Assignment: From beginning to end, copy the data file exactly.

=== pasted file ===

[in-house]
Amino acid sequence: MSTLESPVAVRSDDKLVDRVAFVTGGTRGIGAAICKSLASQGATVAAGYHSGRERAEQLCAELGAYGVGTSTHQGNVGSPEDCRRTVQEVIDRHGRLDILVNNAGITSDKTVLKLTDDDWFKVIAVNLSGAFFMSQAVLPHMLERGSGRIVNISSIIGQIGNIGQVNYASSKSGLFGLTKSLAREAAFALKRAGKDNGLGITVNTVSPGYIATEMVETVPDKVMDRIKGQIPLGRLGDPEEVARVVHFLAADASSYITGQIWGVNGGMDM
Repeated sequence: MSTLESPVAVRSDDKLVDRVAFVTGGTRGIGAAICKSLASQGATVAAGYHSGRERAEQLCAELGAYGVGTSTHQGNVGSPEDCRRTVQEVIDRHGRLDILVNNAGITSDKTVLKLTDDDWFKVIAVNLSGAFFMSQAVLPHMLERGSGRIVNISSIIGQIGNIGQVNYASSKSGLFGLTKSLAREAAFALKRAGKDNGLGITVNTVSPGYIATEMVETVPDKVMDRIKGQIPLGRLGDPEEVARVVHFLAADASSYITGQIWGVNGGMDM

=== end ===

[in-house]
Amino acid sequence: MSTLESPVAVRSDDKLVDRVAFVTGGTRGIGAAICKSLASQGATVAAGYHSGRERAEQLCAELGAYGVGTSTHQGNVGSPEDCRRTVQEVIDRHGRLDILVNNAGITSDKTVLKLTDDDWFKVIAVNLSGAFFMSQAVLPHMLERGSGRIVNISSIIGQIGNIGQVNYASSKSGLFGLTKSLAREAAFALKRAGKDNGLGITVNTVSPGYIATEMVETVPDKVMDRIKGQIPLGRLGDPEEVARVVHFLAADASSYITGQIWGVNGGMDM
Repeated sequence: MSTLESPVAVRSDDKLVDRVAFVTGGTRGIGAAICKSLASQGATVAAGYHSGRERAEQLCAELGAYGVGTSTHQGNVGSPEDCRRTVQEVIDRHGRLDILVNNAGITSDKTVLKLTDDDWFKVIAVNLSGAFFMSQAVLPHMLERGSGRIVNISSIIGQIGNIGQVNYASSKSGLFGLTKSLAREAAFALKRAGKDNGLGITVNTVSPGYIATEMVETVPDKVMDRIKGQIPLGRLGDPEEVARVVHFLAADASSYITGQIWGVNGGMDM